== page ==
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P.W. Joyce, A.M. Sullivan, & P. D. Newman, Atlas & Cyclopedia of Ireland (1905 Edition)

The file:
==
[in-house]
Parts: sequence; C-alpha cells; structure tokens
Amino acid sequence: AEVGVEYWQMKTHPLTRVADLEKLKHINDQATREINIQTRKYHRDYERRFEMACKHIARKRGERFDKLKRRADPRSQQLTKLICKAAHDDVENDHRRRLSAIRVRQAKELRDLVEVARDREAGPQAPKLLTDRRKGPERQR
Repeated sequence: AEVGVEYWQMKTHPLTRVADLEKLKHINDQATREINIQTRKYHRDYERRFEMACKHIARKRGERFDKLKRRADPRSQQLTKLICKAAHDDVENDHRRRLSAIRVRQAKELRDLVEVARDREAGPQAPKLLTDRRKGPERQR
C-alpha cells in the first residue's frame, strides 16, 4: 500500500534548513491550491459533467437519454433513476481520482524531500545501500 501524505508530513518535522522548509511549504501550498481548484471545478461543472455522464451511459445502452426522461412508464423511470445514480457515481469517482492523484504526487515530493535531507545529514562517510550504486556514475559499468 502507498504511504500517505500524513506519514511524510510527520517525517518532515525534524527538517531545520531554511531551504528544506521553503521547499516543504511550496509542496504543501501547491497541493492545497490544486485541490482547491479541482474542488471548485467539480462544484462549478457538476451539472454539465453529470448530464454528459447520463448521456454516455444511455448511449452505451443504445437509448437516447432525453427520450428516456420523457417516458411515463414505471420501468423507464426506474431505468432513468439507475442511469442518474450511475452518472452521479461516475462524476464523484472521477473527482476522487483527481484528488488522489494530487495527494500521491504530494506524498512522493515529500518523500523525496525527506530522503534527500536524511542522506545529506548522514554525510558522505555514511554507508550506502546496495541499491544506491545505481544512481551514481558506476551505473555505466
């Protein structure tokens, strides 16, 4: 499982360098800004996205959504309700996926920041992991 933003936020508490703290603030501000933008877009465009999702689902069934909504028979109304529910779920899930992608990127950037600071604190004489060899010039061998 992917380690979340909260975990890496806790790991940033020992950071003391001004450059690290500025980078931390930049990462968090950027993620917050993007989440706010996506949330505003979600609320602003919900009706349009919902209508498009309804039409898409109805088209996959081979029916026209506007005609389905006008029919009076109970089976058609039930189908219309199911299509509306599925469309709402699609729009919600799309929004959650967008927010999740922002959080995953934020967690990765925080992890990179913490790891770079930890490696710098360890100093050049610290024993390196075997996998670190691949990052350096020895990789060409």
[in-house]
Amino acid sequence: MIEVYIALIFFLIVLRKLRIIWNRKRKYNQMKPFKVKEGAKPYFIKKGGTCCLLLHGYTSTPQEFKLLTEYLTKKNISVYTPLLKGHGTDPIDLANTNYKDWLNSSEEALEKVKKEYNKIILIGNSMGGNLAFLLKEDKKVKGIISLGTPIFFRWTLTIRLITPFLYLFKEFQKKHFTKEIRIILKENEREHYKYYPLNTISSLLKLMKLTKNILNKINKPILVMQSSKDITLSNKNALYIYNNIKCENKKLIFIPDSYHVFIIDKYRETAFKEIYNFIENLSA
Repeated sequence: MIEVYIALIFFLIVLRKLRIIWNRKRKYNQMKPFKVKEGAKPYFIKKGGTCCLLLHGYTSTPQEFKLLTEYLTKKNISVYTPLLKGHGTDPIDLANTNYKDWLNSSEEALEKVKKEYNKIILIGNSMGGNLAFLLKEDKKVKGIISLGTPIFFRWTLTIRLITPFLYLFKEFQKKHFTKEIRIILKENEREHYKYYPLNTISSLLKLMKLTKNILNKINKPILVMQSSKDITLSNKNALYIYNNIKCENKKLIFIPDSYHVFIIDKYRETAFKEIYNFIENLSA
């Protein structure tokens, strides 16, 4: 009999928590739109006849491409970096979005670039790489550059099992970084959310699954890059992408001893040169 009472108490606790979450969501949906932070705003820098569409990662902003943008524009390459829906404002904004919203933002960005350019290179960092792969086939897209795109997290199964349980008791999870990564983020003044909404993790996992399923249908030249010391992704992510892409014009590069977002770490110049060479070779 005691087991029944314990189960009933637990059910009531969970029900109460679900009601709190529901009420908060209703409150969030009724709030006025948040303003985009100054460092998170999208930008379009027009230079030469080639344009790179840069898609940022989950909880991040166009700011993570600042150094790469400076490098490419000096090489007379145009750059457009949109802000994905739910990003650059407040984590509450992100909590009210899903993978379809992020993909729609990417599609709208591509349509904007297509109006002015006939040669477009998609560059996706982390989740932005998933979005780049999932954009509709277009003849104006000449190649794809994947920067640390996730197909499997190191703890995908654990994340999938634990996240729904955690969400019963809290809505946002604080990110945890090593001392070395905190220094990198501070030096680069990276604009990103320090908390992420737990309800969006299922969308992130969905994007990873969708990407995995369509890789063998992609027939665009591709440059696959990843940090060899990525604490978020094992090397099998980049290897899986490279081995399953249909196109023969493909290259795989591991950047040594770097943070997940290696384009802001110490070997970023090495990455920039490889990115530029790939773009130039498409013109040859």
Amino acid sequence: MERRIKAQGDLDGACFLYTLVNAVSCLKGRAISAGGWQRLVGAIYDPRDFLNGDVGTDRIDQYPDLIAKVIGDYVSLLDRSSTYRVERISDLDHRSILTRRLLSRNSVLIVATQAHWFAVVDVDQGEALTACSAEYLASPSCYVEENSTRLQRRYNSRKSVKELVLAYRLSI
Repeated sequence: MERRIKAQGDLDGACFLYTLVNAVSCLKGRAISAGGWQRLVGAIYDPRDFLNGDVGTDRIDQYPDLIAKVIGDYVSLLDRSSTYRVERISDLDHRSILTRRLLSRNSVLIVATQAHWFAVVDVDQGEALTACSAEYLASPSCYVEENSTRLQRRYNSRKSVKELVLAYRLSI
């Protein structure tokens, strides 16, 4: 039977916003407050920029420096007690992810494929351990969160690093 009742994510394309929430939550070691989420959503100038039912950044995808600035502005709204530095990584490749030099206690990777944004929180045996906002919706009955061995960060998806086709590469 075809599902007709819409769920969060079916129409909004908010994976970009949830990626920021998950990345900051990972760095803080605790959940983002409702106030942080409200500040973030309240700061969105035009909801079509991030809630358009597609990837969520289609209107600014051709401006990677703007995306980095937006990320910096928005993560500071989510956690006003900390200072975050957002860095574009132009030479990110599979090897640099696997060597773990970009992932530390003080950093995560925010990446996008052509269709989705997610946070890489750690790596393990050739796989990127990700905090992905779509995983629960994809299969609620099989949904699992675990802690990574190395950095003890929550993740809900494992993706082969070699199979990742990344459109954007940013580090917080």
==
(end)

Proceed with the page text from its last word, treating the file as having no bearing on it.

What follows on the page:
What is inside?First published in 1905 in New York by Murphy and McCarthy and republished here in fully-searchable format is the Atlas and Cyclopedia of Ireland. A monumental publication, the Atlas and Cyclopedia of Ireland is divided into two distinct parts and as a whole contains more than seven hundred printed pages with many hundreds of maps, photographs and illustrations for all thirty-two counties of Ireland as well as a republication of A. M. Sullivan's Story of Ireland, continued past its original ending in 1867 through to 1900. Part I of the Atlas and Cyclopedia of Ireland has the wordy title: A Comprehensive Delineation of the Thirty-two Counties, with a Beautifully Colored Map of Each, arranged Alphabetically, showing over 11,000 Cities, Towns, Villages, and Places of Public Interest. Embracing over Two Hundred Illustrations of the Natural Scenery, Public Buildings, Abbeys, Round Towers and other Romantic Places, reproduced by Eminent Artists from Photographs especially taken for this Work. Part I is written by the eminent Irish historian and antiquary Patrick Weston Joyce (1827-1914), whose most enduring work was his pioneering The Origin and History of Irish Names and Places. Part I begins with the with the coats of arms of most of the leading Irish families, their mottoes as well as coloured plates of their coats of arms. However, the majority of Part I is taken-up with the topographical atlas of Ireland. Arranged alphabetically by county, each county is introduced with a coloured map and is followed by an account of the origin of t he county's name, its size and population as well as descriptions of its main geographical features, such as rivers, mountains, coastline, etc. Also included are brief descriptions of the main towns and cities contained within each county. However, the dominant feature of Part I of the Atlas and Cyclopedia of Ireland are the illustrations and the first part of the this publication contains some 200 black and white photographs of some of the best and most renowned areas of natural beauty in Ireland as well as many castles, houses and civic buildings that are perhaps not so well known. Part I of the Atlas and Cyclopedia of Ireland is divided from Part II by a comprehensive index of place names that occur throughout and by photographs of the all the incumbent Roman Catholic Bishops of Ireland at the time of the book's initial publication in 1900. Part II of the Atlas and Cyclopedia of Ireland is entitled The General History of Ireland as Told by A. M. Sullivan. This is in fact a republication of Alexander Martin Sullivan's (1830-1884) The Story of Ireland. An Irish politician, journalist and journalist, his intentions for writing and publishing The Story of Ireland were made manifest in his author's note to the first edition. In this he states that 'this little book is written for young people' 'who deserve more attention than has hitherto been paid them by our Irish book writers' and it was to them and 'the Irish nation of the future' that The Story of Ireland was dedicated. Sullivan does his 'little book' a disservice; packed with fascinating narrative accounts of the major political events in Irish history, from the the then earliest known periods of Irish history down to the failed Rising of 1867, Sullivan's style is both both personal and informative, which make for both an interesting and easy read. Containing eighty-eight chapters of narrative on such events as the arrival of the Danes, the Battle of Clontarf and the death of Brian Boru, the establishment of the Anglo-Normans in Ireland, the Rebellion of Silken Thomas, the Reformation, King James and King William in Ireland, the Battle of the Boyne, the Irish in Exile, 1798, the Union, the Rise of O'Connell, the Famine and 1867 are to name just a few. Sullivan's original publication is continued by P. D Numan to include the events of the Fenian Rising, the Home Rule Campaign, the Land War and the United Irish League. Included in Part II are are reproductions of a number of memorable portraits of the likes of John Mitchel, Daniel O'Connell, Robert Emmet and Wolfe Tone to name but the a few. Taken as a single publication, Atlas and Cyclopedia of Ireland is a very desirable and collectable publication and is an excellent acquisition for the illustrations alone.
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